FIG. 2 is a schematic illustration showing how light rays from the temporal field are received by a native crystalline lens and transferred to the nasal retina in the periphery. (The refractions at the surfaces of the lens are not shown in this diagram.)

FIG. 3 is a schematic illustration showing how light rays from the temporal field: (i) are received by a conventional prosthetic intraocular lens and are transferred to the nasal retina, and (ii) bypass the conventional prosthetic intraocular lens and extend to the nasal retina (The refractions at the lens are only shown in an approximate manner in this diagram.) The light rays from (i) and (ii) are spaced apart from each other on the nasal retina, resulting in the potential for dysphotopsia.

FIG. 4 shows a plan view of an example intraocular lens with a posterior surface that includes a localized concave peripheral portion in accordance with some embodiments described herein.

FIG. 5 shows a first cross-sectional view of the intraocular lens of FIG. 4.

FIG. 6 shows a second cross-sectional view of the intraocular lens of FIG. 4.

FIG. 7 is a schematic illustration showing how light rays from the temporal field are received and transmitted by an example intraocular lens in accordance with some embodiments described herein.

FIGS. 8 and 9 are schematic illustrations showing how light rays at 70 degrees and 80 degrees from the temporal field are received by a conventional prosthetic intraocular lens and are transmitted to the nasal retina, and how some of the light rays bypass the conventional prosthetic intraocular lens and extend to the nasal retina, resulting in a gap space on the nasal retina. The rays bypassing the IOL are incident at 70 degrees in both figures, and in the next figures (FIGS. 10 and 11).

FIGS. 10 and 11 are schematic illustrations showing how light rays at 70 degrees and 80 degrees from the temporal field are received and transmitted by an example intraocular lens in accordance with some embodiments described herein. Such light rays transmitted to the nasal retina are spread more uniformly than the conventional lens of FIGS. 8 and 9. Consequently, the gap on the nasal retina between the footprints of the light rays transmitted by the intraocular lens and the light rays bypassing the intraocular lens is lessened as compared to the conventional lens of FIGS. 8 and 9.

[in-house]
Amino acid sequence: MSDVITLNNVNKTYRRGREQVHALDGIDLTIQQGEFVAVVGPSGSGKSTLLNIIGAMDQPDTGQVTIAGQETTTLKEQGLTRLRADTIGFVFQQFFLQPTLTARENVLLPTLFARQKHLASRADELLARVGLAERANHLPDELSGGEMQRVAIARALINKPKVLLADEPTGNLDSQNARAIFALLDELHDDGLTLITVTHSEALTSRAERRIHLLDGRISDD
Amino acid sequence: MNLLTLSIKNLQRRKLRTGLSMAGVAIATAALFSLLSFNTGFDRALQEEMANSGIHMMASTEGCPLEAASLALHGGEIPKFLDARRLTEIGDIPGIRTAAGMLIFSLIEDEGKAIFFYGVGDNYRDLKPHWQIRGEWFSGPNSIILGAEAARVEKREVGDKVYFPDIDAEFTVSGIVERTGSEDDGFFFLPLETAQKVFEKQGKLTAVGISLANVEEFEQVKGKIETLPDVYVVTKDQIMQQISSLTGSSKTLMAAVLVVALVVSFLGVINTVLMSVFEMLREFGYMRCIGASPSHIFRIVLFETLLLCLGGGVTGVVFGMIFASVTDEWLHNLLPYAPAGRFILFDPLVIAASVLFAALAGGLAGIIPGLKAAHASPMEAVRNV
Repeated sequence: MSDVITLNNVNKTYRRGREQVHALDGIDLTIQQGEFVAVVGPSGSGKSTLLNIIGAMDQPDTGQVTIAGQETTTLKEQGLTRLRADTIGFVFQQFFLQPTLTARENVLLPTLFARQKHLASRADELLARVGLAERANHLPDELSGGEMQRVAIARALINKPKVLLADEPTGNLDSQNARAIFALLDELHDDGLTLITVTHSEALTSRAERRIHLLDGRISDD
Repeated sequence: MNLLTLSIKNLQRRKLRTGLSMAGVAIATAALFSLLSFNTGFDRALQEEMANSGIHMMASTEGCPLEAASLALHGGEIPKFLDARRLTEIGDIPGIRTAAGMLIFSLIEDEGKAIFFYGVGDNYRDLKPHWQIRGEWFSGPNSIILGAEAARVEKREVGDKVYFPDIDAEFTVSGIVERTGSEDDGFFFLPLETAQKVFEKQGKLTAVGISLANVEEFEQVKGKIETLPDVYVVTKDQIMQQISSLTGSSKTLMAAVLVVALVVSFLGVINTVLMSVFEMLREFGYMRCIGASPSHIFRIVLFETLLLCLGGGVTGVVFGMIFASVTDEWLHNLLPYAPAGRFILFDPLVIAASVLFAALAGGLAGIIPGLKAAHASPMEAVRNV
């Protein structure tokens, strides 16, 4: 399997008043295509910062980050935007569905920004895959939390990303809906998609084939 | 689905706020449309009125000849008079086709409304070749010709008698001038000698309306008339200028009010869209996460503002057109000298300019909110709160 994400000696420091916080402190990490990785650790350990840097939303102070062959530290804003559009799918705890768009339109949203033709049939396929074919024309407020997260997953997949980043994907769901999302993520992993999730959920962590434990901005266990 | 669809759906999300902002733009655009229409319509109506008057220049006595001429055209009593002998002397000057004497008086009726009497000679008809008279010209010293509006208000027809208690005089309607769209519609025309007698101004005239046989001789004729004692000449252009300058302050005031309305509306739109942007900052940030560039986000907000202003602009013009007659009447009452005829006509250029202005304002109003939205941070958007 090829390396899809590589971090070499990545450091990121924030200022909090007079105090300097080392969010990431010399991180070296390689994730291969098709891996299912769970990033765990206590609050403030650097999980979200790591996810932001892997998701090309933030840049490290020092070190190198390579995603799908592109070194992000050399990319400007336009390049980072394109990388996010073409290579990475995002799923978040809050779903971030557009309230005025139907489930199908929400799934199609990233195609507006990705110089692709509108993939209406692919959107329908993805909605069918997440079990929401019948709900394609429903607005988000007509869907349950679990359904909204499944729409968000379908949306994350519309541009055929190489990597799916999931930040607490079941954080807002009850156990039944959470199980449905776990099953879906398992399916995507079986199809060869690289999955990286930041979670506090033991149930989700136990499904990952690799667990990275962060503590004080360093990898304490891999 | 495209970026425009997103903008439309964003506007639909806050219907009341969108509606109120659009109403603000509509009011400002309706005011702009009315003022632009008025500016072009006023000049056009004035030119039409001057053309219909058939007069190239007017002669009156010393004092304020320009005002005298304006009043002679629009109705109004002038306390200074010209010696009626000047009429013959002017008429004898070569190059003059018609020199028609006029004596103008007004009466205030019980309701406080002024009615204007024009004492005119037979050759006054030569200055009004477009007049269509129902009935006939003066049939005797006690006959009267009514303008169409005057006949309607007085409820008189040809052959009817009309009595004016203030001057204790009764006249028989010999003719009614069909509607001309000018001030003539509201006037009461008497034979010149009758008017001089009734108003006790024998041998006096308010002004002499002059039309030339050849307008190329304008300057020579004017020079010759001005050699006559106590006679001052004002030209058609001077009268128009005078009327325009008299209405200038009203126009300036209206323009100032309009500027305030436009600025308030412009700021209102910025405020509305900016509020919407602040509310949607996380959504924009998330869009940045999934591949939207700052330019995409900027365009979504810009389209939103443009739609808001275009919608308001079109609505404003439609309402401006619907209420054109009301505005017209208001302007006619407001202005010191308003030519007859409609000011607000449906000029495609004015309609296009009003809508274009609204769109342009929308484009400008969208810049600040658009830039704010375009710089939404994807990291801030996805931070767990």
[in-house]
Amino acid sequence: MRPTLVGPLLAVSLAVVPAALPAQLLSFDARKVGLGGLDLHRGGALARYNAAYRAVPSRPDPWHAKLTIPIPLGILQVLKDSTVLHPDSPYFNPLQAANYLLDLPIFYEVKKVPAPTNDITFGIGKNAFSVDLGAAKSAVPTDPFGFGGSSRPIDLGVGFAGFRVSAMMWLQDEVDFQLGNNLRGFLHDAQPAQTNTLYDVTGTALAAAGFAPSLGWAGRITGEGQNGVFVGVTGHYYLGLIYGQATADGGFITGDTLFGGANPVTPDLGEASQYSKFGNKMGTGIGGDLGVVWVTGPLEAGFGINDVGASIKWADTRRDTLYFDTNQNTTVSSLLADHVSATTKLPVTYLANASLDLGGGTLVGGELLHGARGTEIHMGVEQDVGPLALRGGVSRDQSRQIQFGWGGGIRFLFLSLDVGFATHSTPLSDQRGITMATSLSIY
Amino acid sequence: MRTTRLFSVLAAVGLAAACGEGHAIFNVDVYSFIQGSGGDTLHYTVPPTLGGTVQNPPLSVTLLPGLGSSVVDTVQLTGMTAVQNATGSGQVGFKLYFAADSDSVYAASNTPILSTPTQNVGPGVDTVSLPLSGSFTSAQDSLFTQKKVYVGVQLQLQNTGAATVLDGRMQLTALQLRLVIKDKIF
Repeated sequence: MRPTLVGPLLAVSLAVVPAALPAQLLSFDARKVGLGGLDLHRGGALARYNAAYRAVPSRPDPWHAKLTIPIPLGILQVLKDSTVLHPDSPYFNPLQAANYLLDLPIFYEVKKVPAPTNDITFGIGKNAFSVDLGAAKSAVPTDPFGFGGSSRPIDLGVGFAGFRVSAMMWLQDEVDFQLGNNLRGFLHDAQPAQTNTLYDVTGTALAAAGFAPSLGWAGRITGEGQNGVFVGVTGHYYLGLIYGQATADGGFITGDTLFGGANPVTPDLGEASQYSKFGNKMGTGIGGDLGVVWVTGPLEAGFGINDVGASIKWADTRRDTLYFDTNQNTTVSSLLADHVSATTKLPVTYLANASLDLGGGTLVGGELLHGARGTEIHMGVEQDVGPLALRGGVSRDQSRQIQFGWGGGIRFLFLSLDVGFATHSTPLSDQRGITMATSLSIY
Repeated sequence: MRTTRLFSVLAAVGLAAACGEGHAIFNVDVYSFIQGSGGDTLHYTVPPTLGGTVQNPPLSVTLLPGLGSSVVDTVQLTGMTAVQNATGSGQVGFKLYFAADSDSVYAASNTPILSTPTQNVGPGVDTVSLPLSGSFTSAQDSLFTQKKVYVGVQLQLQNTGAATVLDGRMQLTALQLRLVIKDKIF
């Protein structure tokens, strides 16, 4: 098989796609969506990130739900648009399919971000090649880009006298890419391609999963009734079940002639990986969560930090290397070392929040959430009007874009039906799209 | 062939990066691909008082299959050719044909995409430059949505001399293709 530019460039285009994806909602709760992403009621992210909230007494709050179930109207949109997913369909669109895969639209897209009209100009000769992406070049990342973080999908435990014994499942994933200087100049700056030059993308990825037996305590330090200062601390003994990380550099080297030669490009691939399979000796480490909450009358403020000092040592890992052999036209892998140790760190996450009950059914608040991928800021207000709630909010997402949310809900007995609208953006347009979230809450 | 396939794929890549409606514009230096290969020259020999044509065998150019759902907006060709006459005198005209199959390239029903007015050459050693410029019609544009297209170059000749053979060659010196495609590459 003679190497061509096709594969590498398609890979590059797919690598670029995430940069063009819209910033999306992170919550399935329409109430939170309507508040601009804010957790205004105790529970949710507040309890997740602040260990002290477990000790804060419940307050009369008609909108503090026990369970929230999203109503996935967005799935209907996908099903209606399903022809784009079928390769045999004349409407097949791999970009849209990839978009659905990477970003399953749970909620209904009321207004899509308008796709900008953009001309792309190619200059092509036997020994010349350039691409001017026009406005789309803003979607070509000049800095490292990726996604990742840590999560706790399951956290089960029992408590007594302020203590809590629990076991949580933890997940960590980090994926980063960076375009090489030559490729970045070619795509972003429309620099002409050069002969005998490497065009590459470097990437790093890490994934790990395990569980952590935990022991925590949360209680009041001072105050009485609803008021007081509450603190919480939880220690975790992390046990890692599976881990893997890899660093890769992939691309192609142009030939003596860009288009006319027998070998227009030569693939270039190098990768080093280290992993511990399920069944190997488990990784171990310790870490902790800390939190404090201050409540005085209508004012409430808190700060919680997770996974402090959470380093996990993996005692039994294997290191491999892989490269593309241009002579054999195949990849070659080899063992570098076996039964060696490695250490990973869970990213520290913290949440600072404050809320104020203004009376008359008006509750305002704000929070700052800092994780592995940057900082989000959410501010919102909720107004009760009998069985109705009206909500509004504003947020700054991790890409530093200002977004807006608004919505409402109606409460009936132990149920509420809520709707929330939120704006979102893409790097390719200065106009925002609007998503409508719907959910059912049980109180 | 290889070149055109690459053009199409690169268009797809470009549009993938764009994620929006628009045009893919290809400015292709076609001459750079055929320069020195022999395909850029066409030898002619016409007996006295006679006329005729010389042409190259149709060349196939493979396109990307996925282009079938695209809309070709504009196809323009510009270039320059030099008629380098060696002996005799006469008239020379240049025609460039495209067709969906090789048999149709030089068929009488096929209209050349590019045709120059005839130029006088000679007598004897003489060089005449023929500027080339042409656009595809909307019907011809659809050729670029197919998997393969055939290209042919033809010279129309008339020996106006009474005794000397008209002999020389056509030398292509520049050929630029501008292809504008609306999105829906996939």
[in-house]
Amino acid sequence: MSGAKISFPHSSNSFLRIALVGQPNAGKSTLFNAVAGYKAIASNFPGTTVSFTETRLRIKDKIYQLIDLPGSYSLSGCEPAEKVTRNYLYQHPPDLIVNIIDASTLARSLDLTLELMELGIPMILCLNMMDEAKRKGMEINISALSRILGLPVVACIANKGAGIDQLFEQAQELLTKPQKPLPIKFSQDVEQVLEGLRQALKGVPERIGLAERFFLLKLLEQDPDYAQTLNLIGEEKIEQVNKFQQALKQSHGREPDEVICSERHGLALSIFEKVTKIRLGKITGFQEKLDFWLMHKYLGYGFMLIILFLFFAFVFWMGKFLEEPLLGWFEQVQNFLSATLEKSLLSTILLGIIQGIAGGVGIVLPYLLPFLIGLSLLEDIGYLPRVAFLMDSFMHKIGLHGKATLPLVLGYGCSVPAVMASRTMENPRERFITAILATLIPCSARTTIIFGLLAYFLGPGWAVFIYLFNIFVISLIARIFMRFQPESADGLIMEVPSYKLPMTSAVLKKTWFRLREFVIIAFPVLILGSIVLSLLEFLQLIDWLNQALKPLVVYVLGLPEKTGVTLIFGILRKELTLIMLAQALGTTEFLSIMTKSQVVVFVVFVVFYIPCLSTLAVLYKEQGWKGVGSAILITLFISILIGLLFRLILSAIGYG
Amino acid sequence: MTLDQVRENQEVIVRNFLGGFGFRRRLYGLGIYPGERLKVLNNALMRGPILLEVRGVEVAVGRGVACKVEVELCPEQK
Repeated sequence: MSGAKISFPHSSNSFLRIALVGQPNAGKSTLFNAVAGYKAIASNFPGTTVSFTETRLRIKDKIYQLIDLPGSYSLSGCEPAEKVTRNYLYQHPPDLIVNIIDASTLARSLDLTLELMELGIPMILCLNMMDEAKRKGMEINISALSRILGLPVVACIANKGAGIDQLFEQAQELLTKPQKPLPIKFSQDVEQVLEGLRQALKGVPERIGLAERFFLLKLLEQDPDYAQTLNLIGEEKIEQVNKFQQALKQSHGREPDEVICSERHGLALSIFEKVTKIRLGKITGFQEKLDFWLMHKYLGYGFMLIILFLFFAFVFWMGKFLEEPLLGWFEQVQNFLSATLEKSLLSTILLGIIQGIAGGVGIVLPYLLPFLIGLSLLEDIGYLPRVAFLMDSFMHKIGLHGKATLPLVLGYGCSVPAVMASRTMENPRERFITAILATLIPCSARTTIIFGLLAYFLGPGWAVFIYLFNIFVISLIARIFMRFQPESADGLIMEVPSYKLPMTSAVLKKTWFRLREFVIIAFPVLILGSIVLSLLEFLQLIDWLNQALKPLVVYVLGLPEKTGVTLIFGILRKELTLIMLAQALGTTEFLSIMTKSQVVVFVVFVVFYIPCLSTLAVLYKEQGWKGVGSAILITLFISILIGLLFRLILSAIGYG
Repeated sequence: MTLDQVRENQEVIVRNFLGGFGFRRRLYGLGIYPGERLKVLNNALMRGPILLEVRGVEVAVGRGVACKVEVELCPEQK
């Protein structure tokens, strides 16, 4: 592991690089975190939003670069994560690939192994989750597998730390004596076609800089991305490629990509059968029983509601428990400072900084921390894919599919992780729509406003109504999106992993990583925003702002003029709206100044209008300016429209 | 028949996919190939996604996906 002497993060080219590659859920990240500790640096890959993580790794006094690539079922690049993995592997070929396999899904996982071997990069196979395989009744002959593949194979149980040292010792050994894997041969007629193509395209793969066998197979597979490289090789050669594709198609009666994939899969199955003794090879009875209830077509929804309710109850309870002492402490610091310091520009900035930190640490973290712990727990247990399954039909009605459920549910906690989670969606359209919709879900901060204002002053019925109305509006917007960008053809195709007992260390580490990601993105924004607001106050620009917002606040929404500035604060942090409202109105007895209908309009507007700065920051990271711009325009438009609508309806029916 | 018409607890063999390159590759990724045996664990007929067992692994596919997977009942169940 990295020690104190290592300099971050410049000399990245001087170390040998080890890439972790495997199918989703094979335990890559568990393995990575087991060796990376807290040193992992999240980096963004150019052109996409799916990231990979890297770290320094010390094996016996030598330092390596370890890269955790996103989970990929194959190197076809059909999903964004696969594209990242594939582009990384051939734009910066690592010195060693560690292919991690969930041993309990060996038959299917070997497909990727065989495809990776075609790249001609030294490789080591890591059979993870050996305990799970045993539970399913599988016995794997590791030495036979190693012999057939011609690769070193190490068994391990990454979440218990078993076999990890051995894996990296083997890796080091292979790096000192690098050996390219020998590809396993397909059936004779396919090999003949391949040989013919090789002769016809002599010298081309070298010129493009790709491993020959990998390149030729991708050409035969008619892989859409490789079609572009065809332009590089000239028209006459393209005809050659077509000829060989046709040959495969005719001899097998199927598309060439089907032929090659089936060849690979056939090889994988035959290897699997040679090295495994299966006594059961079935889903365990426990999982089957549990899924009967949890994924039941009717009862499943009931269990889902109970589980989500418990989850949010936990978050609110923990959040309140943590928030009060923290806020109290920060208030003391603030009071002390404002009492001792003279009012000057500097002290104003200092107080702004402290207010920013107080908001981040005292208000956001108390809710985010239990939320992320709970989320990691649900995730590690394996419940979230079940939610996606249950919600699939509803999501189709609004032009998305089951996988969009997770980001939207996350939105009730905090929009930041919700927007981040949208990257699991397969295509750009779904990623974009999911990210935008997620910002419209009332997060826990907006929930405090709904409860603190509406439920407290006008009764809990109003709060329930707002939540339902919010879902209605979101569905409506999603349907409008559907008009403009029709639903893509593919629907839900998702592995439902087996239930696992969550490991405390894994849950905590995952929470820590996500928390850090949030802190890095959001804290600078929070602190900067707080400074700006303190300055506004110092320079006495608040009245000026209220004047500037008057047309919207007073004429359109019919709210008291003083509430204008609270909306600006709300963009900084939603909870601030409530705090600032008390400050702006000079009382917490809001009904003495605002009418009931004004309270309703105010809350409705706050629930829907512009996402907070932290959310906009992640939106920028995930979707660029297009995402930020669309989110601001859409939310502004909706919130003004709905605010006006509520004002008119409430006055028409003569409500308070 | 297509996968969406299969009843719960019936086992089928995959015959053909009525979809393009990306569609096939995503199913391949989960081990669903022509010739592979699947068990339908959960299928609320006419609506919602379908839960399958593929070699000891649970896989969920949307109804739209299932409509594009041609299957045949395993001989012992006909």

FIG. 12 shows a plan view of the intraocular lens of FIG. 4 with a fiducial marker near the nasal orientation relative to the eye.

FIG. 13 shows a plan view of another example intraocular lens in accordance with some embodiments described herein.

FIG. 14 shows a plan view of another example intraocular lens in accordance with some embodiments described herein.

FIG. 15 shows a plan view of another example intraocular lens in accordance with some embodiments described herein.

FIG. 16 shows a graph of light intensity received at various locations on the peripheral retina while using a standard intraocular lens.

FIG. 17 is another depiction of the light intensity received at various locations on the peripheral retina while using a standard intraocular lens. Dark areas indicate shadow regions on the peripheral retina.

FIG. 18 shows the intensity display of FIG. 17 on a polar plot, simulating the visual field shadow in a temporal field seen by patients with negative dysphotopsia.

FIG. 19 shows intensity display plots using a standard intraocular lens. A shadow region results from the use of the standard intraocular lens.

FIG. 20 shows intensity display plots (like FIG. 19) using a modified intraocular lens in accordance with some embodiments described herein. Shadow regions are eliminated.